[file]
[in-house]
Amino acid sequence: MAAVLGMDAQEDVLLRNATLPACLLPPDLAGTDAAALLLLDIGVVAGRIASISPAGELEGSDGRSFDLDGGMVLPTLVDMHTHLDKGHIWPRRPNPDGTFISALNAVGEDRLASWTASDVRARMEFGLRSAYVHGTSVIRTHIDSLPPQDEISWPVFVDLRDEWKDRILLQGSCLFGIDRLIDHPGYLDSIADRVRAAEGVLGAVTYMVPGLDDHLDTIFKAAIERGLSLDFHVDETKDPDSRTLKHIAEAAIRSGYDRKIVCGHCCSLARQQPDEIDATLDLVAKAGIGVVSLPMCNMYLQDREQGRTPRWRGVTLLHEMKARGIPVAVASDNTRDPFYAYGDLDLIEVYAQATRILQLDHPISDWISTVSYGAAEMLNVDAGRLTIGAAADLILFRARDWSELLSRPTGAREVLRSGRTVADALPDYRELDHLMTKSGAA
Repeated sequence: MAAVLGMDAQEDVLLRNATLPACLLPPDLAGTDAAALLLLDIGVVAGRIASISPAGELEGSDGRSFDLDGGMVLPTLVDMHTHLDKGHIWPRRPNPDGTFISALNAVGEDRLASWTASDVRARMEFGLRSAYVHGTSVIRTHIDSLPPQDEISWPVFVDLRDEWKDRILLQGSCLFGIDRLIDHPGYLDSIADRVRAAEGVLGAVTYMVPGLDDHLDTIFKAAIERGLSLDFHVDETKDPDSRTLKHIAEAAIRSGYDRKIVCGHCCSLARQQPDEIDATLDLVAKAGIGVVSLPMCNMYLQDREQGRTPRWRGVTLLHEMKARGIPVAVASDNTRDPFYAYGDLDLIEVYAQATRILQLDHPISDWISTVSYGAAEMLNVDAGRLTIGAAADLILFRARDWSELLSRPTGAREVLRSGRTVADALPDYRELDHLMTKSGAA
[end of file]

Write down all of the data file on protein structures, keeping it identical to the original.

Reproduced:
[in-house]
Amino acid sequence: MAAVLGMDAQEDVLLRNATLPACLLPPDLAGTDAAALLLLDIGVVAGRIASISPAGELEGSDGRSFDLDGGMVLPTLVDMHTHLDKGHIWPRRPNPDGTFISALNAVGEDRLASWTASDVRARMEFGLRSAYVHGTSVIRTHIDSLPPQDEISWPVFVDLRDEWKDRILLQGSCLFGIDRLIDHPGYLDSIADRVRAAEGVLGAVTYMVPGLDDHLDTIFKAAIERGLSLDFHVDETKDPDSRTLKHIAEAAIRSGYDRKIVCGHCCSLARQQPDEIDATLDLVAKAGIGVVSLPMCNMYLQDREQGRTPRWRGVTLLHEMKARGIPVAVASDNTRDPFYAYGDLDLIEVYAQATRILQLDHPISDWISTVSYGAAEMLNVDAGRLTIGAAADLILFRARDWSELLSRPTGAREVLRSGRTVADALPDYRELDHLMTKSGAA
Repeated sequence: MAAVLGMDAQEDVLLRNATLPACLLPPDLAGTDAAALLLLDIGVVAGRIASISPAGELEGSDGRSFDLDGGMVLPTLVDMHTHLDKGHIWPRRPNPDGTFISALNAVGEDRLASWTASDVRARMEFGLRSAYVHGTSVIRTHIDSLPPQDEISWPVFVDLRDEWKDRILLQGSCLFGIDRLIDHPGYLDSIADRVRAAEGVLGAVTYMVPGLDDHLDTIFKAAIERGLSLDFHVDETKDPDSRTLKHIAEAAIRSGYDRKIVCGHCCSLARQQPDEIDATLDLVAKAGIGVVSLPMCNMYLQDREQGRTPRWRGVTLLHEMKARGIPVAVASDNTRDPFYAYGDLDLIEVYAQATRILQLDHPISDWISTVSYGAAEMLNVDAGRLTIGAAADLILFRARDWSELLSRPTGAREVLRSGRTVADALPDYRELDHLMTKSGAA